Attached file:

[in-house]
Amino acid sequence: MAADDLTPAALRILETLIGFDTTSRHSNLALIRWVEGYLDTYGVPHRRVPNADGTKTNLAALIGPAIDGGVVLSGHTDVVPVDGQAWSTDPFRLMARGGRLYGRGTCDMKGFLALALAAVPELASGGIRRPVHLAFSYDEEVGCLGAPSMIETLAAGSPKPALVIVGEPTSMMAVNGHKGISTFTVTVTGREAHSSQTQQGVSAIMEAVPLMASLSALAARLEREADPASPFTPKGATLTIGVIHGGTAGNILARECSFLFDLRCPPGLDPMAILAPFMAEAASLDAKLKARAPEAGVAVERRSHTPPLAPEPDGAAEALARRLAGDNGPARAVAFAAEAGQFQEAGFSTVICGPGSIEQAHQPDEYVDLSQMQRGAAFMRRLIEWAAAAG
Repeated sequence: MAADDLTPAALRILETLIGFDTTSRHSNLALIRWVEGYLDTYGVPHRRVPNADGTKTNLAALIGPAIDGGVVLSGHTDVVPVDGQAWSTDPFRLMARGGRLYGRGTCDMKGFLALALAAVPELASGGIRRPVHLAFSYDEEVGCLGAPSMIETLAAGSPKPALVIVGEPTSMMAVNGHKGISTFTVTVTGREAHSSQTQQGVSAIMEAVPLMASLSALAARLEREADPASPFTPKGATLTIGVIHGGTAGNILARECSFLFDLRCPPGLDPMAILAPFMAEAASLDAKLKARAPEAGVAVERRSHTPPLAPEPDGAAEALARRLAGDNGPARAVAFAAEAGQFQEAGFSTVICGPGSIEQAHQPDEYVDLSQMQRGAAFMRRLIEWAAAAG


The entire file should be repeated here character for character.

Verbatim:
[in-house]
Amino acid sequence: MAADDLTPAALRILETLIGFDTTSRHSNLALIRWVEGYLDTYGVPHRRVPNADGTKTNLAALIGPAIDGGVVLSGHTDVVPVDGQAWSTDPFRLMARGGRLYGRGTCDMKGFLALALAAVPELASGGIRRPVHLAFSYDEEVGCLGAPSMIETLAAGSPKPALVIVGEPTSMMAVNGHKGISTFTVTVTGREAHSSQTQQGVSAIMEAVPLMASLSALAARLEREADPASPFTPKGATLTIGVIHGGTAGNILARECSFLFDLRCPPGLDPMAILAPFMAEAASLDAKLKARAPEAGVAVERRSHTPPLAPEPDGAAEALARRLAGDNGPARAVAFAAEAGQFQEAGFSTVICGPGSIEQAHQPDEYVDLSQMQRGAAFMRRLIEWAAAAG
Repeated sequence: MAADDLTPAALRILETLIGFDTTSRHSNLALIRWVEGYLDTYGVPHRRVPNADGTKTNLAALIGPAIDGGVVLSGHTDVVPVDGQAWSTDPFRLMARGGRLYGRGTCDMKGFLALALAAVPELASGGIRRPVHLAFSYDEEVGCLGAPSMIETLAAGSPKPALVIVGEPTSMMAVNGHKGISTFTVTVTGREAHSSQTQQGVSAIMEAVPLMASLSALAARLEREADPASPFTPKGATLTIGVIHGGTAGNILARECSFLFDLRCPPGLDPMAILAPFMAEAASLDAKLKARAPEAGVAVERRSHTPPLAPEPDGAAEALARRLAGDNGPARAVAFAAEAGQFQEAGFSTVICGPGSIEQAHQPDEYVDLSQMQRGAAFMRRLIEWAAAAG